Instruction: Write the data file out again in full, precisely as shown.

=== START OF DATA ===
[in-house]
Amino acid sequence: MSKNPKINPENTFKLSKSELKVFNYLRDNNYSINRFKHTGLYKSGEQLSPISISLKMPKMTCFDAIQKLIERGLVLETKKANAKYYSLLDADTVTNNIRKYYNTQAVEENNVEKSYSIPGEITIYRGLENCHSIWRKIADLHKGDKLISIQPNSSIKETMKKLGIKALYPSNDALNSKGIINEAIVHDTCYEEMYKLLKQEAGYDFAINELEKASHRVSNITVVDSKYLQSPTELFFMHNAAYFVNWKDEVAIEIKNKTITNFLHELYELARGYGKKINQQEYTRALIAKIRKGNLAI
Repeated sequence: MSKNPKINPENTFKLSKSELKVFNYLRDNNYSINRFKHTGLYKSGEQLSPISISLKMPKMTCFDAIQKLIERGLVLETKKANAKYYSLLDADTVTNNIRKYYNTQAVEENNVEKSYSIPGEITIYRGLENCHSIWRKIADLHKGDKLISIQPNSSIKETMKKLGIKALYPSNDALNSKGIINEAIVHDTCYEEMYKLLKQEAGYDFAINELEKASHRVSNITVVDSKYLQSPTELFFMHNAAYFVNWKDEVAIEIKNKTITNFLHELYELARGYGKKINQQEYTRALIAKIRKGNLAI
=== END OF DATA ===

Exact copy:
[in-house]
Amino acid sequence: MSKNPKINPENTFKLSKSELKVFNYLRDNNYSINRFKHTGLYKSGEQLSPISISLKMPKMTCFDAIQKLIERGLVLETKKANAKYYSLLDADTVTNNIRKYYNTQAVEENNVEKSYSIPGEITIYRGLENCHSIWRKIADLHKGDKLISIQPNSSIKETMKKLGIKALYPSNDALNSKGIINEAIVHDTCYEEMYKLLKQEAGYDFAINELEKASHRVSNITVVDSKYLQSPTELFFMHNAAYFVNWKDEVAIEIKNKTITNFLHELYELARGYGKKINQQEYTRALIAKIRKGNLAI
Repeated sequence: MSKNPKINPENTFKLSKSELKVFNYLRDNNYSINRFKHTGLYKSGEQLSPISISLKMPKMTCFDAIQKLIERGLVLETKKANAKYYSLLDADTVTNNIRKYYNTQAVEENNVEKSYSIPGEITIYRGLENCHSIWRKIADLHKGDKLISIQPNSSIKETMKKLGIKALYPSNDALNSKGIINEAIVHDTCYEEMYKLLKQEAGYDFAINELEKASHRVSNITVVDSKYLQSPTELFFMHNAAYFVNWKDEVAIEIKNKTITNFLHELYELARGYGKKINQQEYTRALIAKIRKGNLAI